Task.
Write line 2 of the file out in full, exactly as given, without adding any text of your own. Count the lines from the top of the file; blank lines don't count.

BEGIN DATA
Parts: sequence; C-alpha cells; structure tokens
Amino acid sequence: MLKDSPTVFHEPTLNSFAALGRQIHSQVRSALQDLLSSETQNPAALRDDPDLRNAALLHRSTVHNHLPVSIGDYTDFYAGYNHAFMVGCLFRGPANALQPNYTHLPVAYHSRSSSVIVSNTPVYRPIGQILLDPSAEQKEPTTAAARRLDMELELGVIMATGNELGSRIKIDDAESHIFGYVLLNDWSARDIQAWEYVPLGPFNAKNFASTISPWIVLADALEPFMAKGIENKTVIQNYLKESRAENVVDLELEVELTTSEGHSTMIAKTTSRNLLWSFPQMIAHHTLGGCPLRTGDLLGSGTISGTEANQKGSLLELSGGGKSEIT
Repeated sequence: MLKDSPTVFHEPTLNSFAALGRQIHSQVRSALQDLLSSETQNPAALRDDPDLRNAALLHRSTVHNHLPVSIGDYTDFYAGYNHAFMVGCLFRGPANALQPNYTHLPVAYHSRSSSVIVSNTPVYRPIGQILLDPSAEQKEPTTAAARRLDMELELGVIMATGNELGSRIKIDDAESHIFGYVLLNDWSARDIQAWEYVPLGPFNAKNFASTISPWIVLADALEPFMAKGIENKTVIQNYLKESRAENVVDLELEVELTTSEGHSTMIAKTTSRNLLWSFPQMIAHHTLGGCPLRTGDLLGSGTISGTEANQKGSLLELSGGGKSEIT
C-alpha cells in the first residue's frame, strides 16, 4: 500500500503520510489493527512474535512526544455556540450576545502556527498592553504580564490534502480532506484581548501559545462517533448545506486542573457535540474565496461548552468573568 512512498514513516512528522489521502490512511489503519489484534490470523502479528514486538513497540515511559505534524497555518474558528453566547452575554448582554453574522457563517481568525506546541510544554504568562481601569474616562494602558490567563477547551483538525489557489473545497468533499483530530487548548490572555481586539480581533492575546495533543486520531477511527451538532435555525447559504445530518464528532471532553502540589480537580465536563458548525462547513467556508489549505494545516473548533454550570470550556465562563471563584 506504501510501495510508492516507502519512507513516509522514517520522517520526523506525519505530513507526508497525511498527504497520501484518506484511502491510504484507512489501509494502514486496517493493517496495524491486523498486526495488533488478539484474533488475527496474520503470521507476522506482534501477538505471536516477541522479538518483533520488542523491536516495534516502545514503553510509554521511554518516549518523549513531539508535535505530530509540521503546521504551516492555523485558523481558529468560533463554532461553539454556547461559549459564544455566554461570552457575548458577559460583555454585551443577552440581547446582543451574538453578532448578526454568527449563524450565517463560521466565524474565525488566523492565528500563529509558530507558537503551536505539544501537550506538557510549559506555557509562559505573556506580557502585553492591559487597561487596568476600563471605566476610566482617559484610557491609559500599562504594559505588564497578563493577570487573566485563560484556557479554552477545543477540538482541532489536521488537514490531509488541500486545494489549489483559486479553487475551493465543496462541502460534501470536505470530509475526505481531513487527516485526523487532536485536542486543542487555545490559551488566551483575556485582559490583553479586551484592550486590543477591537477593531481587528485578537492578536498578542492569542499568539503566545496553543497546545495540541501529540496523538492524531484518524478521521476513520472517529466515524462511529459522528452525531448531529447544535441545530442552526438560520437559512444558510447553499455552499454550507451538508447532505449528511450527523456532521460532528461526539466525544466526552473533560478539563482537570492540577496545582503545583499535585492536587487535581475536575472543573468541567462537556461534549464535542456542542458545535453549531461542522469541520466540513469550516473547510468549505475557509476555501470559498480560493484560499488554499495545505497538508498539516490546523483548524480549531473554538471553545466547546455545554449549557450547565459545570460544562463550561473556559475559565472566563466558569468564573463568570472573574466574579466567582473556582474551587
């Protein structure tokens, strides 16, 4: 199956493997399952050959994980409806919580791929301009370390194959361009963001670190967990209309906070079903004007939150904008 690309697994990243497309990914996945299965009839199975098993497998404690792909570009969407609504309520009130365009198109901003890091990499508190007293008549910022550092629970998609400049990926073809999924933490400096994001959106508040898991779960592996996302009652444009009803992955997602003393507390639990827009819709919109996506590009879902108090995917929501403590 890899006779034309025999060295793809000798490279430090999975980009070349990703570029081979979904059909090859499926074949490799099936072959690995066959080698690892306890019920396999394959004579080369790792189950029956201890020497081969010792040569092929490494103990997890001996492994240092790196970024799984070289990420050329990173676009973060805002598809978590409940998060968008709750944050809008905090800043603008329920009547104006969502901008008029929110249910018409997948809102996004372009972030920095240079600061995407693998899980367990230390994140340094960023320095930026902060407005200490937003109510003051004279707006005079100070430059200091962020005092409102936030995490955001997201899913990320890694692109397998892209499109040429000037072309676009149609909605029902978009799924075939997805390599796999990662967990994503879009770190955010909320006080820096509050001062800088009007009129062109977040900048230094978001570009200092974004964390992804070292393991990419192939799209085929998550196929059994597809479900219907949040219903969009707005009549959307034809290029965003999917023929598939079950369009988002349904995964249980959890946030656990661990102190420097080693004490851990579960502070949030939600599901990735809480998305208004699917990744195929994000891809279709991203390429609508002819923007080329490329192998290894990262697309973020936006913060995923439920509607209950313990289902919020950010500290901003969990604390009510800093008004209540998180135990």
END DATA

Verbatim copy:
Amino acid sequence: MLKDSPTVFHEPTLNSFAALGRQIHSQVRSALQDLLSSETQNPAALRDDPDLRNAALLHRSTVHNHLPVSIGDYTDFYAGYNHAFMVGCLFRGPANALQPNYTHLPVAYHSRSSSVIVSNTPVYRPIGQILLDPSAEQKEPTTAAARRLDMELELGVIMATGNELGSRIKIDDAESHIFGYVLLNDWSARDIQAWEYVPLGPFNAKNFASTISPWIVLADALEPFMAKGIENKTVIQNYLKESRAENVVDLELEVELTTSEGHSTMIAKTTSRNLLWSFPQMIAHHTLGGCPLRTGDLLGSGTISGTEANQKGSLLELSGGGKSEIT